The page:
Few Longest Train Routes of India


Which is your preferred mode of transport for long distance travel- flight or train? Flight saves time, but there’s the inconvenience of cramped space and security checks. Besides a flight journey falls short of emanating that romantic charm despite the presence of those charming flight attendants. This is where a train journey fits in. Imagine yourself inside a train rushing past the towns and villages of India- giving you glimpses of fascinating landscapes, the weather changing every few hours and the food presenting distinctive changes in aroma in each of your meal. Then, there’s the exciting prospect of meeting perfect strangers, getting into conversation with them and discovering ways of life so different from your own. So, hurry up! Dust off that travel bag and choose one route from the below mentioned list of 1o longest routes.

Kerala Sampark Kranti Express
Train Number: 12218
Starting Point: Chandigarh (Punjab)
Ending Point: Thiruvananthpuram (Kerala)

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Running at an average speed of 57killo meters per hour, it covers a distance of 3415kms in 57 hours and 35 minutes. It takes 21 halts. It traverses through Punjab, Delhi, Rajasthan, Gujarat, Maharashtra, Karnataka and Kerala. This train runs once in a week.

Guwahati- Ernakulam Express
Train Number: 12508
Starting Point: Guwahati (Assam)
Ending Point: Ernakulam (Kerala)

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It runs at an average speed of 55killo meters per hour. It travels 3337kms in 59 hours and 45 minutes. It takes halts in 43 places. It’s a weekly train service. It passes through the states of Assam, West Bengal, Odisha, Andhra Pradesh, Tamil Nadu and finally reaches Kerala.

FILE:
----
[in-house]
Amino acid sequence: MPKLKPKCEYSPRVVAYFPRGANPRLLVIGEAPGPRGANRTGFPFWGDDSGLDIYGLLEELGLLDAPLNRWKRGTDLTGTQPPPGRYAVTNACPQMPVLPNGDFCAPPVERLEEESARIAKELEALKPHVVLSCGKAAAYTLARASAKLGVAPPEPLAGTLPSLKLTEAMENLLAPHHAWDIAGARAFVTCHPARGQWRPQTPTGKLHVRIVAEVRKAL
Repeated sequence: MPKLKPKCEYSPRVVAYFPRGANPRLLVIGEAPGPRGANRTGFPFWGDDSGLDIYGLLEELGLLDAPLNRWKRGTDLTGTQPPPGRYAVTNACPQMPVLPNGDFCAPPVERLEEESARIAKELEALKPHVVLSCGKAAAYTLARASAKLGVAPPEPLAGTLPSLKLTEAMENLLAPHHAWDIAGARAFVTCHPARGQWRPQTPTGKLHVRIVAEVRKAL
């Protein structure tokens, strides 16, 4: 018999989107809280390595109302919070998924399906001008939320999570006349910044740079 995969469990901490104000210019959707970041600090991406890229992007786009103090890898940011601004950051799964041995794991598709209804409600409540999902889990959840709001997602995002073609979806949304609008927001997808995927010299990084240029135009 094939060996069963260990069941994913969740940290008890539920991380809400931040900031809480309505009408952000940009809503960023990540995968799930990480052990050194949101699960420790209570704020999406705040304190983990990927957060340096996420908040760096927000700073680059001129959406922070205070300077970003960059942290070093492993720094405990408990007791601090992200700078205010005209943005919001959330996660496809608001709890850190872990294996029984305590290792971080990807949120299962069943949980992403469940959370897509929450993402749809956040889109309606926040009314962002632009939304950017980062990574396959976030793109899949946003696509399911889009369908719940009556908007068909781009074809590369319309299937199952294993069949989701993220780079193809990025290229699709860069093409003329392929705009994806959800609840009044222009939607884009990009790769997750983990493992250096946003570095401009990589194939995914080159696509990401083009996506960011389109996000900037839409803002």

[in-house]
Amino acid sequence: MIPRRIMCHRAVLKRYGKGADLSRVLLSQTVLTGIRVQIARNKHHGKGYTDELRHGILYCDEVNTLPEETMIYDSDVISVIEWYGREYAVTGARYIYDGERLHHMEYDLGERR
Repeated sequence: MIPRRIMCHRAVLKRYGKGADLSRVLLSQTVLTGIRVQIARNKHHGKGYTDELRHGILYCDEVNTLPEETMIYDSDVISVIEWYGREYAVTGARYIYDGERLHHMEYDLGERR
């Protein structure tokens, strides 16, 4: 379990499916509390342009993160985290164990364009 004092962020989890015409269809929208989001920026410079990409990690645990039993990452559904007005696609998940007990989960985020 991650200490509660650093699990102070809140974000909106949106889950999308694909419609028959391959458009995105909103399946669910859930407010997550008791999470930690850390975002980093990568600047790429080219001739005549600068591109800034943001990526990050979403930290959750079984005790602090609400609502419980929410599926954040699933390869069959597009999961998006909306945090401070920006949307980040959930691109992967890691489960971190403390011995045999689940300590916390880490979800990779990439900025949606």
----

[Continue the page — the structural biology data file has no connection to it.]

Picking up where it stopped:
Dehradun- Kochuveli Weekly Superfast Express
Train Number: 12288
Starting Point: Dehradun (Uttarakhand)
End Point: thiruvananthpuram (Kerala)

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It covers a distance of 3459kms in 61hours and 10 minutes. It traverses through Uttarakhand, Uttar Pradesh, Delhi, Rajasthan, Gujarat, Maharastra, Karnataka and Kerala. It halts at 25 places. It runs once a week.

Raptisagar Express
Train Number: 12522
Starting Point: Ernakulam (Kerala)
Ending Point: Barauni (Bihar)

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Raptisagar is a super fast express running at an average speed of 55km per hour. It covers a distance of 3441kms in 62 hours. It takes 61 halts. It’s a weekly train service. The train passes through Kerala, Tamil Nadu, Andhra Pradesh, Maharashtra, Uttar Pradesh and Bihar.

Dehradun- Kochuveli Weekly Superfast Express
Train Number: 12288
Starting Point: Dehradun (Uttarakhand)
End Point: thiruvananthpuram (Kerala)

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It covers a distance of 3459kms in 61hours and 10 minutes. It traverses through Uttarakhand, Uttar Pradesh, Delhi, Rajasthan, Gujarat, Maharastra, Karnataka and Kerala. It halts at 25 places. It runs once a week.

Ten Jammu Express
Train Number: 16787
Starting Point: Tirunelveli (Tamil Nadu)
Ending Point: Jammu Tawi (Jammu & Kashmir)

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It passes through Tamil Nadu, Andhra Pradesh, Maharashtra, Madhya Pradesh, Uttar Pradesh, Delhi and Jammu & Kashmir. It covers a total distance of 3561kms in 70 hours. It halts at 70 stops and crosses 518 intermediate stations. This is a biweekly train service.

Guwahati Express
Train Number: 12515
Starting Point: Thiruvanathapuram (Kerala)
Ending Point: Guwahati (Assam)

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This is a super fast train running at an average speed of 54km per hour. It traverses through Kerala, Tamil Nadu, Andhra Pradesh, Odisha, West Bengal and Assam. It covers 3552kms in 65 hours. It takes a total 50 halts. It runs once in a week.

Navyug Express
Train number: 166
Starting point: Mangalore (Karnataka)
End Point: Jammu Tawi (Jammu & Kashmir)